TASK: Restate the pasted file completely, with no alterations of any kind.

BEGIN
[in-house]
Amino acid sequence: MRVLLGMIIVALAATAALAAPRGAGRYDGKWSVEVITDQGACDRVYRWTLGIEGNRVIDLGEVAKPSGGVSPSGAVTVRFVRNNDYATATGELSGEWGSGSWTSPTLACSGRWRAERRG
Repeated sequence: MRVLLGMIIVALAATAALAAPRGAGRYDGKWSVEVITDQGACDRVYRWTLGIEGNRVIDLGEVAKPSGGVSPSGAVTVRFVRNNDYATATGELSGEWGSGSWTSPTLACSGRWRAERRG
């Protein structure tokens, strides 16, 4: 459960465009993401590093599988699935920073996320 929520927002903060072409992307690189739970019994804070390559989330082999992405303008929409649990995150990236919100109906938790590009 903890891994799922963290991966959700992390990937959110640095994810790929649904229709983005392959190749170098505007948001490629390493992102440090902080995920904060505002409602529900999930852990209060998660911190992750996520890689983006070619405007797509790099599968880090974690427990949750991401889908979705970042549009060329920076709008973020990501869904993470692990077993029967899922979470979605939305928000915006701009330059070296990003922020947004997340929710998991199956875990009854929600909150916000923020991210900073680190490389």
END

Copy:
[in-house]
Amino acid sequence: MRVLLGMIIVALAATAALAAPRGAGRYDGKWSVEVITDQGACDRVYRWTLGIEGNRVIDLGEVAKPSGGVSPSGAVTVRFVRNNDYATATGELSGEWGSGSWTSPTLACSGRWRAERRG
Repeated sequence: MRVLLGMIIVALAATAALAAPRGAGRYDGKWSVEVITDQGACDRVYRWTLGIEGNRVIDLGEVAKPSGGVSPSGAVTVRFVRNNDYATATGELSGEWGSGSWTSPTLACSGRWRAERRG
């Protein structure tokens, strides 16, 4: 459960465009993401590093599988699935920073996320 929520927002903060072409992307690189739970019994804070390559989330082999992405303008929409649990995150990236919100109906938790590009 903890891994799922963290991966959700992390990937959110640095994810790929649904229709983005392959190749170098505007948001490629390493992102440090902080995920904060505002409602529900999930852990209060998660911190992750996520890689983006070619405007797509790099599968880090974690427990949750991401889908979705970042549009060329920076709008973020990501869904993470692990077993029967899922979470979605939305928000915006701009330059070296990003922020947004997340929710998991199956875990009854929600909150916000923020991210900073680190490389």